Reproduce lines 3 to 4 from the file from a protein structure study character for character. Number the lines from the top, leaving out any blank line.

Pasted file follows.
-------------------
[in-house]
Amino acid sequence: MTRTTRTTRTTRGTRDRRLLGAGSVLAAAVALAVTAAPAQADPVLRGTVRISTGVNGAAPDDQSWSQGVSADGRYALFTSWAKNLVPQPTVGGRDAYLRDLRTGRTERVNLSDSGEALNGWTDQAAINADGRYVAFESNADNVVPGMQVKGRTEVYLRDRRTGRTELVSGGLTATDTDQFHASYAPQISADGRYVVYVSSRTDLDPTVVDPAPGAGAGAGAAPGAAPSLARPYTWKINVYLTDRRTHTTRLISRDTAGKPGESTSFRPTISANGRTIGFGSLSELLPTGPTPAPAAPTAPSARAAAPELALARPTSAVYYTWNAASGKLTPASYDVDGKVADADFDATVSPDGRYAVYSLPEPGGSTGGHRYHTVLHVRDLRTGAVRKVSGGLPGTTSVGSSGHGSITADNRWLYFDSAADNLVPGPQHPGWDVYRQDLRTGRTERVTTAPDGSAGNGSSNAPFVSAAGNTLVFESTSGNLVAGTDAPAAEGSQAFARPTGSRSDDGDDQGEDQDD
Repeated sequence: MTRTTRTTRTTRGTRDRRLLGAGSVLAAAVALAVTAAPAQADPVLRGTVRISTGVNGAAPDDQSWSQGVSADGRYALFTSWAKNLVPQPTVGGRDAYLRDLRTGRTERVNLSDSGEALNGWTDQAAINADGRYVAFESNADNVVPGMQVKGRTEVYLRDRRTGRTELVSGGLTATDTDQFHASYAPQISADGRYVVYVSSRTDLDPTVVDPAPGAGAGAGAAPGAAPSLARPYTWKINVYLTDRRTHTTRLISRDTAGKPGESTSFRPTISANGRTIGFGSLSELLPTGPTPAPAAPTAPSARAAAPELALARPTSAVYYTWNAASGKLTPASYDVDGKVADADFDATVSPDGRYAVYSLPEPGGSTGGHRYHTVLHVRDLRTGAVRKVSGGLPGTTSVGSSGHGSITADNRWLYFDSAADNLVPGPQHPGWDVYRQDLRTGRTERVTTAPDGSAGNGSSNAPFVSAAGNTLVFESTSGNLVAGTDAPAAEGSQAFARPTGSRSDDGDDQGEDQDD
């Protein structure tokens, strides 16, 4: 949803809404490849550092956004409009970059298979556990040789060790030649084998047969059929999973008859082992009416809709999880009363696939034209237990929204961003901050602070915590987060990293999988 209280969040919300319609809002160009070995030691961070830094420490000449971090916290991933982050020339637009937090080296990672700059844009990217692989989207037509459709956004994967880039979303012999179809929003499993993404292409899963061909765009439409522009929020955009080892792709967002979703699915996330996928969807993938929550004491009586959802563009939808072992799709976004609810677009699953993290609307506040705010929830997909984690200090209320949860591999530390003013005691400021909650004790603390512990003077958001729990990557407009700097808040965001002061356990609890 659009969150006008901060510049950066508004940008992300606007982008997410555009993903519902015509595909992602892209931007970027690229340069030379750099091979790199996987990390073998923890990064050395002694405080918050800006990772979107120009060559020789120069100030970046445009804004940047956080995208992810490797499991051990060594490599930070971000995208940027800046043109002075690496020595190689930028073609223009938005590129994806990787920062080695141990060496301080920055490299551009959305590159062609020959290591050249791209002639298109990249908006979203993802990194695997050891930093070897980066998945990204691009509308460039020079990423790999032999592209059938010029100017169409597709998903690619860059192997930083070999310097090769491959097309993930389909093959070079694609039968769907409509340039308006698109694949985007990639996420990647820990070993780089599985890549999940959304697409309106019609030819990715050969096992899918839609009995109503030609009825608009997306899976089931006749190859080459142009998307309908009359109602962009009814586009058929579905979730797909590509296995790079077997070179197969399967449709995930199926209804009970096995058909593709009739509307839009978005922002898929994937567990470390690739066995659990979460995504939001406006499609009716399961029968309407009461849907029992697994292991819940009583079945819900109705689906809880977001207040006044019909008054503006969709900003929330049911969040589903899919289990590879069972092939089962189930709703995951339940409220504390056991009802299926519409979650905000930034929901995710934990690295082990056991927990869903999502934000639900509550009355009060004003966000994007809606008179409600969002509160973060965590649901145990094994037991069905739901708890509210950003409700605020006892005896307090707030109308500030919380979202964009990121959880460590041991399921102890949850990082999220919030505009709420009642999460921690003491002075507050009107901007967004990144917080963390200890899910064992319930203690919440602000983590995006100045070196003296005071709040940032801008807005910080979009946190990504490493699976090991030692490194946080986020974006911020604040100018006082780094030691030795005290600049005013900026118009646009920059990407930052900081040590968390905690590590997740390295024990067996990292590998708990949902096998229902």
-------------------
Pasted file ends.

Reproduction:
Repeated sequence: MTRTTRTTRTTRGTRDRRLLGAGSVLAAAVALAVTAAPAQADPVLRGTVRISTGVNGAAPDDQSWSQGVSADGRYALFTSWAKNLVPQPTVGGRDAYLRDLRTGRTERVNLSDSGEALNGWTDQAAINADGRYVAFESNADNVVPGMQVKGRTEVYLRDRRTGRTELVSGGLTATDTDQFHASYAPQISADGRYVVYVSSRTDLDPTVVDPAPGAGAGAGAAPGAAPSLARPYTWKINVYLTDRRTHTTRLISRDTAGKPGESTSFRPTISANGRTIGFGSLSELLPTGPTPAPAAPTAPSARAAAPELALARPTSAVYYTWNAASGKLTPASYDVDGKVADADFDATVSPDGRYAVYSLPEPGGSTGGHRYHTVLHVRDLRTGAVRKVSGGLPGTTSVGSSGHGSITADNRWLYFDSAADNLVPGPQHPGWDVYRQDLRTGRTERVTTAPDGSAGNGSSNAPFVSAAGNTLVFESTSGNLVAGTDAPAAEGSQAFARPTGSRSDDGDDQGEDQDD
């Protein structure tokens, strides 16, 4: 949803809404490849550092956004409009970059298979556990040789060790030649084998047969059929999973008859082992009416809709999880009363696939034209237990929204961003901050602070915590987060990293999988 209280969040919300319609809002160009070995030691961070830094420490000449971090916290991933982050020339637009937090080296990672700059844009990217692989989207037509459709956004994967880039979303012999179809929003499993993404292409899963061909765009439409522009929020955009080892792709967002979703699915996330996928969807993938929550004491009586959802563009939808072992799709976004609810677009699953993290609307506040705010929830997909984690200090209320949860591999530390003013005691400021909650004790603390512990003077958001729990990557407009700097808040965001002061356990609890 659009969150006008901060510049950066508004940008992300606007982008997410555009993903519902015509595909992602892209931007970027690229340069030379750099091979790199996987990390073998923890990064050395002694405080918050800006990772979107120009060559020789120069100030970046445009804004940047956080995208992810490797499991051990060594490599930070971000995208940027800046043109002075690496020595190689930028073609223009938005590129994806990787920062080695141990060496301080920055490299551009959305590159062609020959290591050249791209002639298109990249908006979203993802990194695997050891930093070897980066998945990204691009509308460039020079990423790999032999592209059938010029100017169409597709998903690619860059192997930083070999310097090769491959097309993930389909093959070079694609039968769907409509340039308006698109694949985007990639996420990647820990070993780089599985890549999940959304697409309106019609030819990715050969096992899918839609009995109503030609009825608009997306899976089931006749190859080459142009998307309908009359109602962009009814586009058929579905979730797909590509296995790079077997070179197969399967449709995930199926209804009970096995058909593709009739509307839009978005922002898929994937567990470390690739066995659990979460995504939001406006499609009716399961029968309407009461849907029992697994292991819940009583079945819900109705689906809880977001207040006044019909008054503006969709900003929330049911969040589903899919289990590879069972092939089962189930709703995951339940409220504390056991009802299926519409979650905000930034929901995710934990690295082990056991927990869903999502934000639900509550009355009060004003966000994007809606008179409600969002509160973060965590649901145990094994037991069905739901708890509210950003409700605020006892005896307090707030109308500030919380979202964009990121959880460590041991399921102890949850990082999220919030505009709420009642999460921690003491002075507050009107901007967004990144917080963390200890899910064992319930203690919440602000983590995006100045070196003296005071709040940032801008807005910080979009946190990504490493699976090991030692490194946080986020974006911020604040100018006082780094030691030795005290600049005013900026118009646009920059990407930052900081040590968390905690590590997740390295024990067996990292590998708990949902096998229902």